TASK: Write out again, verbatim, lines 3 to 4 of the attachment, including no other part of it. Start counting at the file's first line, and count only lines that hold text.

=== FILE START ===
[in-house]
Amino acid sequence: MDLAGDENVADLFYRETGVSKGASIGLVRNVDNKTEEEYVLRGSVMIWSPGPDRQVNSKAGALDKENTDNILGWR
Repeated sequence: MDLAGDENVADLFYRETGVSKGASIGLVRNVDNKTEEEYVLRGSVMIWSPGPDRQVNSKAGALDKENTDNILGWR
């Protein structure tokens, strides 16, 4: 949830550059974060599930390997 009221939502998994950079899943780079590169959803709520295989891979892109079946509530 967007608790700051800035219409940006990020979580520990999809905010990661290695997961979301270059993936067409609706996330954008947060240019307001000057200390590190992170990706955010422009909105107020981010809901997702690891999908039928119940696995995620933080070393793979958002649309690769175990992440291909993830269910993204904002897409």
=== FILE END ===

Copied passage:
Repeated sequence: MDLAGDENVADLFYRETGVSKGASIGLVRNVDNKTEEEYVLRGSVMIWSPGPDRQVNSKAGALDKENTDNILGWR
């Protein structure tokens, strides 16, 4: 949830550059974060599930390997 009221939502998994950079899943780079590169959803709520295989891979892109079946509530 967007608790700051800035219409940006990020979580520990999809905010990661290695997961979301270059993936067409609706996330954008947060240019307001000057200390590190992170990706955010422009909105107020981010809901997702690891999908039928119940696995995620933080070393793979958002649309690769175990992440291909993830269910993204904002897409």